Four crew members of a B-17, which crashed on Haystack Mountain around 2:15 Tuesday morning, were found injured but safe, by rescue units after they had bailed out of their plane to safety. One of the crew members, S Sgt. James L. Helms, the plane's radio operator, was found a short while after the plane crash when a group of hunters hear his cries for help; the remaining three members of the crew were not found until mid-afternoon Tuesday, and were uninjured with the exception of the co-pilot Stewart L. Ackerman, who sustained a broken ankle.
Sgt. Helms, suffering from bruises caused by his parachute, and exposure, was brought into Glenwood to the Glenwood Springs Clinic for treatment. The other three men were taken immediately to Lowry Field by plane for treatment. The crew in addition to Lt. Ackerman and Sgt. Helms, was comprised of the pilot, 1st Lt. William H McQuinnland the engineer, S/Sgt. Edward Cook.
The missing men were discovered by a ground rescue unit sent from Lowry Field, headed by Lt. Lloyd Mosher. They were found safe in a hunting camp.
The Lowry Field stationed B-17, which belonged to an Air Rescue Operations Unit was enroute from Hamilton Field, Calif. to its home base, crashed at Haystack mountain located at the head of Middle Thompson and Divide Creek Tuesday.
According to a report from Cran Rader Jr., operator of the Glenwood Springs Municipal airport, in searching for the plane on Tuesday he discovered three of the parachutes. One from the air, located about a block from the wreckage, look as though it had been wrapped around a body, with a hunter standing guard. the other two chutes, located about three-fourths of a mile from the wreckage, were open, but Rader could not determine whether there was anyone nearby or not. The Glenwood pilot discovered the plane wreckage about thirty minutes after it had been reported to him.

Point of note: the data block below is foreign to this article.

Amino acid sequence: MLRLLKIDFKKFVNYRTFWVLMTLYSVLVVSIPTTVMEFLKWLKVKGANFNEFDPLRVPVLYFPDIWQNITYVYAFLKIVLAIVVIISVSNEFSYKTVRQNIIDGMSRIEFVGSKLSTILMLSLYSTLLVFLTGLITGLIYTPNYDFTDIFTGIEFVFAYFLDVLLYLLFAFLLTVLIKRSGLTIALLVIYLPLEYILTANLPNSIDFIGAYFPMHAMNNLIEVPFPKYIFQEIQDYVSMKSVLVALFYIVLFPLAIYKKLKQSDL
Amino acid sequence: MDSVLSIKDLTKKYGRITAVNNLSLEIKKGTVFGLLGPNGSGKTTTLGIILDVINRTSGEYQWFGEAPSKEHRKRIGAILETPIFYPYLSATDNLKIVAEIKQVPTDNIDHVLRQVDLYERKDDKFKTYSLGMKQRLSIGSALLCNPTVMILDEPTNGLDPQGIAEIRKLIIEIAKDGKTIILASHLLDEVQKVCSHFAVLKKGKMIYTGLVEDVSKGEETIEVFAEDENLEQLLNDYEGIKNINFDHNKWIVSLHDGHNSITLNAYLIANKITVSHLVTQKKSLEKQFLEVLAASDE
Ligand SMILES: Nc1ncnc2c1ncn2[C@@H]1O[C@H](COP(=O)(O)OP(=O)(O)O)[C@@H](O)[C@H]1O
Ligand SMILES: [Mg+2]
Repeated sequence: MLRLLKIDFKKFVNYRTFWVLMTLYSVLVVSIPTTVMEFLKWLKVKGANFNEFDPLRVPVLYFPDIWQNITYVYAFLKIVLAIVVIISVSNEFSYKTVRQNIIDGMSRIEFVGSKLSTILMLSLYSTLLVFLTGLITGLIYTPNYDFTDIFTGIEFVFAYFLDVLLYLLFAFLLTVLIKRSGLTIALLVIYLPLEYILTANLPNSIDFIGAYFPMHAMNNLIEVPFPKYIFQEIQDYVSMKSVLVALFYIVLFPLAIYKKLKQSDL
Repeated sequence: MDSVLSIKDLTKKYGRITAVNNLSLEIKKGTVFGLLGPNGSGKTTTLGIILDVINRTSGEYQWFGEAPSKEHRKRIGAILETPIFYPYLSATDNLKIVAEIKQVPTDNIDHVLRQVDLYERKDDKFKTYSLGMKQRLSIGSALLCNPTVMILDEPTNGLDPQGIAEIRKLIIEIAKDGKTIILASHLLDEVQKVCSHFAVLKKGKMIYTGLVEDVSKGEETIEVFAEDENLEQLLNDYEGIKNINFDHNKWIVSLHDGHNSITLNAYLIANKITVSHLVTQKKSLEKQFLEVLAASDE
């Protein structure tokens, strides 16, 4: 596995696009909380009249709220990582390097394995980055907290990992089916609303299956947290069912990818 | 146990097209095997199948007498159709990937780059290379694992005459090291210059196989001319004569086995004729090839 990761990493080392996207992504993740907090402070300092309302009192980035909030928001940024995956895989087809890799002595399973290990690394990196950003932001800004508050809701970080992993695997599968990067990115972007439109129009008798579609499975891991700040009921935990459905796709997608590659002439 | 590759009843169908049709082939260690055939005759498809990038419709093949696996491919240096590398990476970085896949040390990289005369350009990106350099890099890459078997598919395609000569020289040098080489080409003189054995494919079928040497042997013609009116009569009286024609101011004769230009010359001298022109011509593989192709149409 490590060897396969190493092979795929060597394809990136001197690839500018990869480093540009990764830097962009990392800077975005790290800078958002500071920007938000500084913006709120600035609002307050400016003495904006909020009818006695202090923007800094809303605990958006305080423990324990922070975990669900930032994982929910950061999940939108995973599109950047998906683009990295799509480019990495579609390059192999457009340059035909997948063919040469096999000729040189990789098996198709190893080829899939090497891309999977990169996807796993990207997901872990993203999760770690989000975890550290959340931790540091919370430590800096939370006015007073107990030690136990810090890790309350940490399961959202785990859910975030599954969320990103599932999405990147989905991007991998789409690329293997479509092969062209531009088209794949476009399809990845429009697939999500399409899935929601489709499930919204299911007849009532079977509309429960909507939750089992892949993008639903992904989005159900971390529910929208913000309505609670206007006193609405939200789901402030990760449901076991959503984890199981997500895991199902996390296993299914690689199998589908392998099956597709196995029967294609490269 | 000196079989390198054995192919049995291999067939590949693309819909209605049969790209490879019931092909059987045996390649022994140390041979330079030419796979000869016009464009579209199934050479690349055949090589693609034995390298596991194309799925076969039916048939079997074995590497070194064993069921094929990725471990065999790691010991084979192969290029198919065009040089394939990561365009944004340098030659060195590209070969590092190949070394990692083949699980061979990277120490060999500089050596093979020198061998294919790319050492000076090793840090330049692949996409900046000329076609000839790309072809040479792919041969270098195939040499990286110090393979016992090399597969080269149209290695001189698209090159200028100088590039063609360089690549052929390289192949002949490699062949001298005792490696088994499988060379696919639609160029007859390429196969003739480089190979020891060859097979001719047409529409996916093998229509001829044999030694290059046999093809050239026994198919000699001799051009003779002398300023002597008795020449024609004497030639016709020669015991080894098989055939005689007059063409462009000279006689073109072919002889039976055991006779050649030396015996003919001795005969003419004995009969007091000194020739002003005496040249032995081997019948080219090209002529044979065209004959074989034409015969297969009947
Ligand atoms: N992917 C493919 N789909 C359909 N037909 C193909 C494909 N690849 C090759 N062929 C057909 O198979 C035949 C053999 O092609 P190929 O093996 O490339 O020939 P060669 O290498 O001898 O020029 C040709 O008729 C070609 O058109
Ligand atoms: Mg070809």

A ground party organized out of Silt, Divide Creek and Rifle, had been sent up to look for the missing men. They were accompanied to the spot where Sgt. Helms was located, by the two hunters who found him.
Plane rescue units from Lowry Field and Hamilton Field were sent to this area to aid in the search for the missing men.
A C-47, piloted by L. M. Palmer, and one of a Search and Rescue unit from Biggs Field, El Paso, Tex. were among the planes brought into this area for the search. The plane carried a crew of five, the pilot, two radiomen and two other crewmen. It left this airport Wednesday morning for its home base by way of Lowry Field.
Earlier in the day a C-47, piloted by Capt. W. A. Thrasher of the Air Evacuation Command at Lowry Field had arrived at the local airport to take Harold Wickham, an automobile accident patient at Porters hospital, back to Ft. Logan hospital for medical treatment. Thraser was accompanied by Capt. J. A. Ragan and Lt. S. A. Pizarka.
According to Sgt. Helms the plane ran into trouble about 2:45 a.m. today. Three of the engines were gone, there was a fuel starvation and the radio was dead.
The four men decided to bail out, with Sgt. Helm being the last man to leave, and he was unable to see where the other three men landed.
The B-17 was making a routine training flight from Hamilton Field, Calif. to Lowry Field in Denver. It was scheduled to arrive at the Denver field at 3 a.m. Tuesday, and had left Hamilton at 10:01 p.m. Monday.
Before the plane had run out of gas, the radio had gone dead, and the last contact they had been able to make was with Ogden, Utah.
Sgt. Helm also reported that although he did not see the plane hit the ground, he saw it explode.
The Plane was demolished. -end-
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